Album Review: Randy Houser - How Country Feels
By: Matt Bjorke
The lack of radio success for They Call Me Cadillac was a perplexing development in the career of Randy Houser. How an artist could go from one of the most-played newcomers of one year to virtually gone the next was strange, particularly when the album he released featured a mix of strong vocal showcases and the uptempo rockers that we knew him for.
As gifted a songwriter as he is a singer, Randy Houser's rise then seemingly disappearing act from Country Radio Stations was surprising, especially given how well the singer was doing at connecting with audiences on the road. When things didn't work out with Show Dog Universal, Randy found a new home with Stoney Creek Records. A little less 'outlaw' in look and perhaps sound than before, Randy's Stoney Creek Records album is nonetheless as impressive as both of his previous Universal albums.
How Country Feels blends contemporary mainstream-ready tunes like "Top Of The World," the #1 (and soon to be Gold selling) title track "How Country Feels" and groove-filled "Runnin' Outta Moonlight" with stunning rockers like "Growin' Younger," "Sunshine On The Line" and "Absolutely Nothin'." The 15 track album is then anchored by emotional, emotive ballads like "The Singer," (a cautionary tale of a woman who falls in love with an idea of being married to a singer, not with the actual life), and "Along For The Ride," a song Randy co-wrote with Zac Brown and Levi Lowrey. "Power Of A Song" showcases the emotional connection and memory hooks that all songs (good or bad) have on us.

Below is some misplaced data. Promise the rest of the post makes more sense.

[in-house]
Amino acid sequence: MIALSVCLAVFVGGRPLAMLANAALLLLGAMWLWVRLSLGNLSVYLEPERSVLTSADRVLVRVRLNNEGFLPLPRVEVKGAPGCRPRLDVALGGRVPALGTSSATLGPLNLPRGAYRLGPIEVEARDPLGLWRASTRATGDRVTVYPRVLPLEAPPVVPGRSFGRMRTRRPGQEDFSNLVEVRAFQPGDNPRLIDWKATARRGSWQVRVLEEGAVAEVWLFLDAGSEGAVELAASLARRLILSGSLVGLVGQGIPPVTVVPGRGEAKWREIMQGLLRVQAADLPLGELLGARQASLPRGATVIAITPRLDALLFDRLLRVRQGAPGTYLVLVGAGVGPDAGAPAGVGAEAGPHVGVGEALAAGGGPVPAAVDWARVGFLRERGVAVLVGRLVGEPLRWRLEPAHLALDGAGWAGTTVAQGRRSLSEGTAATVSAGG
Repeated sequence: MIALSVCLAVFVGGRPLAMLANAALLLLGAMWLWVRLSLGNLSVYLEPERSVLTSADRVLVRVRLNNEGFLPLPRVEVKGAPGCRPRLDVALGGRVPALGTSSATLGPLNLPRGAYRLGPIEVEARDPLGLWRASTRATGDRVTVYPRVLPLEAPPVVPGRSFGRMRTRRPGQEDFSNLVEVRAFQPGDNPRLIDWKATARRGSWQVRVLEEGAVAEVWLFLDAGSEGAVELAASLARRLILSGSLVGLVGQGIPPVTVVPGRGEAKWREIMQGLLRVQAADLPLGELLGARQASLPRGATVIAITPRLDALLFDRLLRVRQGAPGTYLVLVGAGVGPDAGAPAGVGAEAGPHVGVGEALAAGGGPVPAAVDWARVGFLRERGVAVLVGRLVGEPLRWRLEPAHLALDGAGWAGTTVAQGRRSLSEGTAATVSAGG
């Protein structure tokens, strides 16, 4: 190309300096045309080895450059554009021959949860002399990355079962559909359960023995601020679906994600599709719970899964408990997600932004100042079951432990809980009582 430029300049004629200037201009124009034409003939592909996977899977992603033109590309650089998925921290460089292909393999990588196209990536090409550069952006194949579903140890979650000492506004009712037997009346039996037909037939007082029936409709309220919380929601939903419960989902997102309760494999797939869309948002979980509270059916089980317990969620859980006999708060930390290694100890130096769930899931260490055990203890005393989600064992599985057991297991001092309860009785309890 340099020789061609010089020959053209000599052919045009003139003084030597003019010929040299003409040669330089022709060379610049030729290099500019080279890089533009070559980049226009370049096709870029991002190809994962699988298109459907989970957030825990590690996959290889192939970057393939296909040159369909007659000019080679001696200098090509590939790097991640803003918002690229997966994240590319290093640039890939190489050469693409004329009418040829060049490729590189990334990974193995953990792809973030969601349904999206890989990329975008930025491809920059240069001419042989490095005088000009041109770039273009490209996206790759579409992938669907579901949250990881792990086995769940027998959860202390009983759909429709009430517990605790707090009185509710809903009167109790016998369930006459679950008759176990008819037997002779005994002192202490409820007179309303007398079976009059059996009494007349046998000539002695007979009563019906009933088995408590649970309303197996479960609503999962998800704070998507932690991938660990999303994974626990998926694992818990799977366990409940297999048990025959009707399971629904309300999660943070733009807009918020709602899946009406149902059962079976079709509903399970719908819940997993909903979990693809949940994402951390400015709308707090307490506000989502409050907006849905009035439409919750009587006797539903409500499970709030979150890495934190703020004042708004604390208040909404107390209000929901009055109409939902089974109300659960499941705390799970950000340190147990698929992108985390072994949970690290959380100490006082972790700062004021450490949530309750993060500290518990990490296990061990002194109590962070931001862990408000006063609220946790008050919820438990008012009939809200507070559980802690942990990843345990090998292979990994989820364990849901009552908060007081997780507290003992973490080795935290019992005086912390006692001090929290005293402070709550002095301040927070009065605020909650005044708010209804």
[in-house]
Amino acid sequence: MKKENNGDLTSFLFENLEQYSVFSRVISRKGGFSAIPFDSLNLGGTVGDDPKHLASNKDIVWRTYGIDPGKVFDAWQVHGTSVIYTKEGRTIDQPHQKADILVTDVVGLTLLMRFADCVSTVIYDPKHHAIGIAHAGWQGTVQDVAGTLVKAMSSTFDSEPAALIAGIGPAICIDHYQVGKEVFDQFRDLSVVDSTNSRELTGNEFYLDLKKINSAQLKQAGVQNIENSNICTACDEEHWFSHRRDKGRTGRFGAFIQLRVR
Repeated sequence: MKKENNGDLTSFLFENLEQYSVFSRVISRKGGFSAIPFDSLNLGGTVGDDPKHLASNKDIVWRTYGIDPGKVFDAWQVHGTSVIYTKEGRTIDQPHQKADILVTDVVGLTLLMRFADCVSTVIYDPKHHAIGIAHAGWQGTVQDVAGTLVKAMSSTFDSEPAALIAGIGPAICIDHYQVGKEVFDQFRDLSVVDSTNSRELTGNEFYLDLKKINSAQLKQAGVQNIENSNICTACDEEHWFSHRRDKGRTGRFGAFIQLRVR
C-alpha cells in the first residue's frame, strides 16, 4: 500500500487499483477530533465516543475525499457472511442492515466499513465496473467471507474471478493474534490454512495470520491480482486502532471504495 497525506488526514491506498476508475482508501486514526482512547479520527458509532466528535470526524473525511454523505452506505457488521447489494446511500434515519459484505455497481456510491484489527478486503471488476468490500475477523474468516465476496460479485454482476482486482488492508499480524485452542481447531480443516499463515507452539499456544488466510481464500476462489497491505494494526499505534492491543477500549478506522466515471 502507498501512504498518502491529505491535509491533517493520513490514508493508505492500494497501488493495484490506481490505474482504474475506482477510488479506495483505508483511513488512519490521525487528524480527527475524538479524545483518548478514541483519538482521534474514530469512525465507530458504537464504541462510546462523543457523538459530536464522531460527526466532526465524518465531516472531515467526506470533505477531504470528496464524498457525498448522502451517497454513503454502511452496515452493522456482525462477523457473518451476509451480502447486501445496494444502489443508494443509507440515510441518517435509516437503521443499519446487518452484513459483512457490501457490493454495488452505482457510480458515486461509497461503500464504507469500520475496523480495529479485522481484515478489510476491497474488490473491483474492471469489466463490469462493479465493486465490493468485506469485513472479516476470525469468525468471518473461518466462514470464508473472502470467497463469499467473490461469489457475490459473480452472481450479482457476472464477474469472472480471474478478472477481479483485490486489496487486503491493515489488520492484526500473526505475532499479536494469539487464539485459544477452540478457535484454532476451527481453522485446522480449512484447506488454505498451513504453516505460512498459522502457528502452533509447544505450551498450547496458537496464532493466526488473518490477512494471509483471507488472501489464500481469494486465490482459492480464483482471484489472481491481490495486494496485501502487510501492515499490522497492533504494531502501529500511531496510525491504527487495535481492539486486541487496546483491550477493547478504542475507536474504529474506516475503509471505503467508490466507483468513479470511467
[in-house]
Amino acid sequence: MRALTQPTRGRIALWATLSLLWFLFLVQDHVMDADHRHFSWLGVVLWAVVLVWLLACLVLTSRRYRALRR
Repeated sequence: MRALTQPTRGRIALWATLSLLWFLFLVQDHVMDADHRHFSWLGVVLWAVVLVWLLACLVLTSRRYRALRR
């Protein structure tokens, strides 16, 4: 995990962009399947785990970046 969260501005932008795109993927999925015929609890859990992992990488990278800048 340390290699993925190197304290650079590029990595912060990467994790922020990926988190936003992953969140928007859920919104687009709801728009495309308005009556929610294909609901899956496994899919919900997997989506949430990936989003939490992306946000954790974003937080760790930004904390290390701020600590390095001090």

In between these songs are strong potential hits like "Wherever Love Goes," the duet with Broken Bow Group Labelmate Kristy Lee Cook, "Goodnight Kiss" and "Like A Cowboy." Blessed with one of Nashville's strongest voices, Randy Houser is a dynamite live performer, an engaging personality with a memorable giggle and now, has a record which undeniably showcases a superstar in the making. His first two records both focused more on the 'artistic' side of his career while How Country Feels showcases a man who is able to deftly balance the fine line of art and commerce.